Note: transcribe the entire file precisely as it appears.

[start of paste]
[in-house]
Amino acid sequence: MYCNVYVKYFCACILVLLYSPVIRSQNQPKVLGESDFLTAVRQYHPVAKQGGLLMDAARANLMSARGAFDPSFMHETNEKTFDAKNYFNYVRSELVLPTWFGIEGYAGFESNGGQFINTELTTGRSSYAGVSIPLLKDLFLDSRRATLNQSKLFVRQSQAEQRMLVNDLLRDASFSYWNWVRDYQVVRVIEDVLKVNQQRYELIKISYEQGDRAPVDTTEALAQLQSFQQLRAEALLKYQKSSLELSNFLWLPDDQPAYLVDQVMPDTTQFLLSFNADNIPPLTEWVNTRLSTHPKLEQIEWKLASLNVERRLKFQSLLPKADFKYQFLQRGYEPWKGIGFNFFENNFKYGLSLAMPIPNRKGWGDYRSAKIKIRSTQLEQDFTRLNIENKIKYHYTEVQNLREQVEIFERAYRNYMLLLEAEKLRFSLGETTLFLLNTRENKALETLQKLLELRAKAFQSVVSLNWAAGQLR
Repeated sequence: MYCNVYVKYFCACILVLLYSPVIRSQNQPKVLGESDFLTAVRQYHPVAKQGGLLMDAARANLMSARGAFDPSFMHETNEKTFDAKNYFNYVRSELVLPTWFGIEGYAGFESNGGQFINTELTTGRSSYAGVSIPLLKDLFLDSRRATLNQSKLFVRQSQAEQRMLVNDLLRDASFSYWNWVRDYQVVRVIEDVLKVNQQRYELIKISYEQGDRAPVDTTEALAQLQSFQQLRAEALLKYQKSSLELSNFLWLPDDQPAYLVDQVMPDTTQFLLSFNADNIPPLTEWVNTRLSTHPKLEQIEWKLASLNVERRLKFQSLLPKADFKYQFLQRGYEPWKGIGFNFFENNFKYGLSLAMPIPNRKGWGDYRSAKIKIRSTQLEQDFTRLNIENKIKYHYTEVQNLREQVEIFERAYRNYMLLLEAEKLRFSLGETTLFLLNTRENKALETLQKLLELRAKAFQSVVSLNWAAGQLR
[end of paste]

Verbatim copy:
[in-house]
Amino acid sequence: MYCNVYVKYFCACILVLLYSPVIRSQNQPKVLGESDFLTAVRQYHPVAKQGGLLMDAARANLMSARGAFDPSFMHETNEKTFDAKNYFNYVRSELVLPTWFGIEGYAGFESNGGQFINTELTTGRSSYAGVSIPLLKDLFLDSRRATLNQSKLFVRQSQAEQRMLVNDLLRDASFSYWNWVRDYQVVRVIEDVLKVNQQRYELIKISYEQGDRAPVDTTEALAQLQSFQQLRAEALLKYQKSSLELSNFLWLPDDQPAYLVDQVMPDTTQFLLSFNADNIPPLTEWVNTRLSTHPKLEQIEWKLASLNVERRLKFQSLLPKADFKYQFLQRGYEPWKGIGFNFFENNFKYGLSLAMPIPNRKGWGDYRSAKIKIRSTQLEQDFTRLNIENKIKYHYTEVQNLREQVEIFERAYRNYMLLLEAEKLRFSLGETTLFLLNTRENKALETLQKLLELRAKAFQSVVSLNWAAGQLR
Repeated sequence: MYCNVYVKYFCACILVLLYSPVIRSQNQPKVLGESDFLTAVRQYHPVAKQGGLLMDAARANLMSARGAFDPSFMHETNEKTFDAKNYFNYVRSELVLPTWFGIEGYAGFESNGGQFINTELTTGRSSYAGVSIPLLKDLFLDSRRATLNQSKLFVRQSQAEQRMLVNDLLRDASFSYWNWVRDYQVVRVIEDVLKVNQQRYELIKISYEQGDRAPVDTTEALAQLQSFQQLRAEALLKYQKSSLELSNFLWLPDDQPAYLVDQVMPDTTQFLLSFNADNIPPLTEWVNTRLSTHPKLEQIEWKLASLNVERRLKFQSLLPKADFKYQFLQRGYEPWKGIGFNFFENNFKYGLSLAMPIPNRKGWGDYRSAKIKIRSTQLEQDFTRLNIENKIKYHYTEVQNLREQVEIFERAYRNYMLLLEAEKLRFSLGETTLFLLNTRENKALETLQKLLELRAKAFQSVVSLNWAAGQLR